Sunday, August 21, 2011

The Mona Lisa in 30 seconds

I just heard the tail end of a talk on BBC Radio 3, during which the speaker seemed to lament the very brief period that the average viewer spends in front of one of the world’s most famous paintings, the Mona Lisa.

Apparently, when the painting was in Japan in the 1970s, the average time spent by the viewer was 30 seconds, while at the Louvre (where it is housed), the average time is 15 seconds.

Does this show that the average viewer is not interested in the painting, or that the main interest lies in being able to say that he or she had seen it, as a famous art critic once argued?

Or is there, perhaps, another interpretation as well?

Perhaps part of the reason lies in the power of the visual image, and its ability to give a great deal of knowledge even after a very brief viewing, because the visual brain is so well developed and can acquire so much knowledge over very brief periods of time. After all, volumes of writing on the Mona Lisa will not give the same information and knowledge that a few seconds of actual viewing does.

Some of the most beautiful segments in symphonic works last but a few seconds and yet are experienced as beautiful and emotionally arousing. Why shouldn’t a visual image do the same?

I do not deny the fact that many want to view the Mona Lisa or Michelangelo’s Pietà at St Peter’s Basilica just to be able to say that they have seen it.

But it is equally rash to deny the huge efficiency of the visual brain, which allows the average viewer to obtain a great deal of knowledge through such a brief viewing.


maydi said...

My statistics prof used to say 'if your head is in the freezer and your feet are in the oven - 'on average' you are doing ok'.
I wonder what the breakdown of the viewing numbers is

S.Z. said...

I do not know the breakdown, but my point is that you can still get significant visual knowledge after a brief viewing.

Óscar Sánchez Cesteros said...

... and if the picture would be an object, 'autonomous' and 'living' artificial being. A kind of 'visual object' with attributes an properties as human face. How many time is necessary to recognize a human face? seconds? Is Monalisa a 'visual object' as human face? I think it is true, 13 seconds is enough.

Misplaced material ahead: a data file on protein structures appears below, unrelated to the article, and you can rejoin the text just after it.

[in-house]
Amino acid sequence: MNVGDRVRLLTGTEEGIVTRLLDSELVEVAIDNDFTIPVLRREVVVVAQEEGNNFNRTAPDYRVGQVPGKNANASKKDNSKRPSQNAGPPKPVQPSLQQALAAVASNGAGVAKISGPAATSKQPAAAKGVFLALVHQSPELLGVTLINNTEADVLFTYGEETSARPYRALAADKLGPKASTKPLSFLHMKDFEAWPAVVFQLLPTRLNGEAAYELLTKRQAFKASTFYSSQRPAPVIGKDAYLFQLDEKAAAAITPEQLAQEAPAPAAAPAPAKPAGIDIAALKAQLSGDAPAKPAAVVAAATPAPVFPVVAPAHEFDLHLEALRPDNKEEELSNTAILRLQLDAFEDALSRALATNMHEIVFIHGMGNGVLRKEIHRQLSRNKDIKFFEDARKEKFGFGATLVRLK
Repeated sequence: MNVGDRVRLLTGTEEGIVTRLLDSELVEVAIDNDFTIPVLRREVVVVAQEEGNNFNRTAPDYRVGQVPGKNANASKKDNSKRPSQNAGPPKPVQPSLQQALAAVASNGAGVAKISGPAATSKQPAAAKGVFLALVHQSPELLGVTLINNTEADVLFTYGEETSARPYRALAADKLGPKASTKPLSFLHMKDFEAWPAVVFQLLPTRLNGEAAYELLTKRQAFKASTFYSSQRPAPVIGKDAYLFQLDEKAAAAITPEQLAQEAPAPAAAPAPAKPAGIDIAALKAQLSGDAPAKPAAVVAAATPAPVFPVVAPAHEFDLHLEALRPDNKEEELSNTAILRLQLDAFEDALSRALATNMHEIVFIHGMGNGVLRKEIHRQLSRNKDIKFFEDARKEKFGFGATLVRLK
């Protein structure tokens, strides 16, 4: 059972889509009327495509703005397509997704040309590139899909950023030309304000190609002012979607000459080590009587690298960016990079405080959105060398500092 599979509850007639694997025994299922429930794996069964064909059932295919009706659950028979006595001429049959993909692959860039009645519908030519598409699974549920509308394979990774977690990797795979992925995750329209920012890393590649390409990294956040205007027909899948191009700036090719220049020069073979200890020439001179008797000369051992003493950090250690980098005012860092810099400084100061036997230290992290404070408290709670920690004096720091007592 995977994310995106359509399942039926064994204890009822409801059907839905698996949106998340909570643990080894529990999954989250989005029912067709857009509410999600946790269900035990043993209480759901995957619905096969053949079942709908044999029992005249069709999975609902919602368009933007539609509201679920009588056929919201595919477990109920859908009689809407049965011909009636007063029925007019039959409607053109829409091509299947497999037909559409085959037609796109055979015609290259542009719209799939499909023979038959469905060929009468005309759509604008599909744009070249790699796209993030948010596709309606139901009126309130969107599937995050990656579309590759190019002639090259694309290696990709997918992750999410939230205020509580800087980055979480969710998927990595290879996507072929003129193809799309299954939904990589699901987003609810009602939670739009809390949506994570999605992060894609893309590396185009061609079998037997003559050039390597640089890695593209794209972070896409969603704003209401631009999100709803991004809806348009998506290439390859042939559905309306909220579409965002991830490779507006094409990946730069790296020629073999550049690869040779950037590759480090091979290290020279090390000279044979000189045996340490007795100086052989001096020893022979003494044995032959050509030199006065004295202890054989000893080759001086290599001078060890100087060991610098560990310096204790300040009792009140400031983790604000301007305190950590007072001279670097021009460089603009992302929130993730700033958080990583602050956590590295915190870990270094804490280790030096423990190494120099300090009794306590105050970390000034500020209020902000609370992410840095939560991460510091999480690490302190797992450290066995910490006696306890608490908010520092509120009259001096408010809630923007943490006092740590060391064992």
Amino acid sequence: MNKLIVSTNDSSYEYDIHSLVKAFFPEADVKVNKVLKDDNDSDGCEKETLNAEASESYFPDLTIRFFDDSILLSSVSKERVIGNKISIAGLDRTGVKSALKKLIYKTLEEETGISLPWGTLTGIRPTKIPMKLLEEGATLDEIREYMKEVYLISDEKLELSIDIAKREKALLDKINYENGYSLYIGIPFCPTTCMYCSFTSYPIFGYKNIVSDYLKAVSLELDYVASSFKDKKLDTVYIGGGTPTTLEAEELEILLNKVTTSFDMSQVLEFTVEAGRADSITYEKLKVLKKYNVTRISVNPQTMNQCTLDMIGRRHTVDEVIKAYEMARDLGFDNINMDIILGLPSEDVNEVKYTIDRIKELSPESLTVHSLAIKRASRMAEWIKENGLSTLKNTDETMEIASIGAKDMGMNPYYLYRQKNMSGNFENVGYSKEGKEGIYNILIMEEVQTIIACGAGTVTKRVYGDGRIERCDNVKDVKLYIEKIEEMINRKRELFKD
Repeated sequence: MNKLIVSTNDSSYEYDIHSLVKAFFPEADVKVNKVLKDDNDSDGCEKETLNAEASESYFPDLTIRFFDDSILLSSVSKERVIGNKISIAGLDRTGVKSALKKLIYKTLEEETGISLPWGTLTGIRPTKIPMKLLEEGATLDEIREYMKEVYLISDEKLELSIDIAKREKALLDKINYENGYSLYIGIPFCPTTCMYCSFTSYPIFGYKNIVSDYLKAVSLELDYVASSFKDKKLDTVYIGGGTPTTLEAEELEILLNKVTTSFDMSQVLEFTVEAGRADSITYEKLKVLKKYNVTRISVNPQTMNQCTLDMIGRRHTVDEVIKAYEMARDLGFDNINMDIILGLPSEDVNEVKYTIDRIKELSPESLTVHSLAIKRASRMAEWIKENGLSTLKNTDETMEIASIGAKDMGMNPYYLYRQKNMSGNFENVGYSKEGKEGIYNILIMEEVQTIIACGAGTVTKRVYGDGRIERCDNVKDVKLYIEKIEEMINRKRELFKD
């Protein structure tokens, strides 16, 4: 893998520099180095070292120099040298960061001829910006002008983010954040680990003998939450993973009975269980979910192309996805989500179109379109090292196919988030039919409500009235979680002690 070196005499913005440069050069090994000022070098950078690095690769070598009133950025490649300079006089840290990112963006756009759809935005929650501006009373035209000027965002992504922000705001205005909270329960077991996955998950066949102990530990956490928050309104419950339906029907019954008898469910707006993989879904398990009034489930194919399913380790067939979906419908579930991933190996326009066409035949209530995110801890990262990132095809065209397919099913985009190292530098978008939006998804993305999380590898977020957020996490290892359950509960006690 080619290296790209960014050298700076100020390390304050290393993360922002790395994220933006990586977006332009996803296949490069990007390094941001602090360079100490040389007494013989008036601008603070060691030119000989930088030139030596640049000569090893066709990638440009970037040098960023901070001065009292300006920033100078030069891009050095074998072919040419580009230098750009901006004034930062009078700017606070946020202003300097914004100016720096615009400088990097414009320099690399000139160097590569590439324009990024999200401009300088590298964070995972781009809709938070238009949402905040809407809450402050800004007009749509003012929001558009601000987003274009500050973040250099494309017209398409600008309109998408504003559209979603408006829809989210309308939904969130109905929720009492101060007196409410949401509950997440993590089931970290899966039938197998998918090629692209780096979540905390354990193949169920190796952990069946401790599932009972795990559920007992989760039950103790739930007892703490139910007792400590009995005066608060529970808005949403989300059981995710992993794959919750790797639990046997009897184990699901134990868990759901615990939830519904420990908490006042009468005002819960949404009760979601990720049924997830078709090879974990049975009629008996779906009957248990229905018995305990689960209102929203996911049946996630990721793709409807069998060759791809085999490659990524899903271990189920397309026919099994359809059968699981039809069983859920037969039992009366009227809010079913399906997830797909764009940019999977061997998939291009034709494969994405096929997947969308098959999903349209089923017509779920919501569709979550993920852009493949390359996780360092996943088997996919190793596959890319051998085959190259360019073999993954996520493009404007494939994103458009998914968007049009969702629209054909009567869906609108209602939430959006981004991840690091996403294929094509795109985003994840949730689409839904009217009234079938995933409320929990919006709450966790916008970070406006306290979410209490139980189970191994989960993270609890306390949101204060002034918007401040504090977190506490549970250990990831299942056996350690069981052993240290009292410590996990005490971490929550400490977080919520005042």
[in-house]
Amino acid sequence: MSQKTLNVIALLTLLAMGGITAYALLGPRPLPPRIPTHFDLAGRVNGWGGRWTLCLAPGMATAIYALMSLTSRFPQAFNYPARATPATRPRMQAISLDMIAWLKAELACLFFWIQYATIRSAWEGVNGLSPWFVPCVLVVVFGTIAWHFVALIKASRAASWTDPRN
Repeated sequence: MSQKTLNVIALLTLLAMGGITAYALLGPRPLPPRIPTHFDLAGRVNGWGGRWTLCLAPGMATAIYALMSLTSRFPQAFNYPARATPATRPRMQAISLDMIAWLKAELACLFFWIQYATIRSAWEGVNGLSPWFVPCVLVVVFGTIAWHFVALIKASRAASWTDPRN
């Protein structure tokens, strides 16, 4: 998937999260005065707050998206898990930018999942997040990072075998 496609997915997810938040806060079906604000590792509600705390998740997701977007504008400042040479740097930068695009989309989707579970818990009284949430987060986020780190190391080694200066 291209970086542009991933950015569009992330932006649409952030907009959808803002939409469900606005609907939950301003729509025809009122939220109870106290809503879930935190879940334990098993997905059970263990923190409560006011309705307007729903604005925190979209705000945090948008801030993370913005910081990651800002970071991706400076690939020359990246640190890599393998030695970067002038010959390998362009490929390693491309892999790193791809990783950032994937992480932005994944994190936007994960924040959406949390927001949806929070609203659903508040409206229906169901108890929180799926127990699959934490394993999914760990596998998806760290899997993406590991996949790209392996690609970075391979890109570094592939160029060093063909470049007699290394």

Katherine said...

Hmmm. Re. the Mona Lisa, might it also have something to do with the press of people in the queue behind? Which is not to challenge your suggestion either. I read somewhere that the average time visitors spent in front of any single art work in a gallery is 7 seconds... So 15 for her is twice as long.

jaims said...

In addition to the possibilities you bring up, there is also something to be said about the 40-year lag in between 1970's 30-second view and today's 15-second view. Another possibility for the decrease in viewing time may be that the minds of today, often bombarded from an early age with symbols and images and thus more used to rapidly dealing with -- seeing, appraising, reacting -- them, may not need as much time as a 1970s brain to adequately "deal with" the iconic painting.

bjorke said...

Mona Lisa is surely more of an iconic tourist destination than an artwork, at least in cultural terms -- it's of interest to most people even if they have no interest in art per se. As such, its viewing is highly ritualized an difficult to compare to that of other works. Fifteen seconds is plenty of time to take a snap of it with your celphone before moving on to the Victoire de Samothrace & the smoothie bar.

S.b. said...

A picture is worth a thousand words. I agree with you that a 30 second visual provides more "information" than a 1000 page dissertation.

However, when it comes to some people, I think the answer is simpler. I think it's boring, and unappealing. Actually I've never understood the hype behind that painting. I could stare at Salvador Dali's The Persistence of Memory or van Gogh's The Starry Night for 5 minutes and not be completely bored. But the Mona Lisa isn't visually appealing to me. To me it's dull. In fact I think its creepy and she looks more mannequin-like than human.

I think most people go to see it just so they can say they saw it and therefore by association they are now among the sophisticated and learned.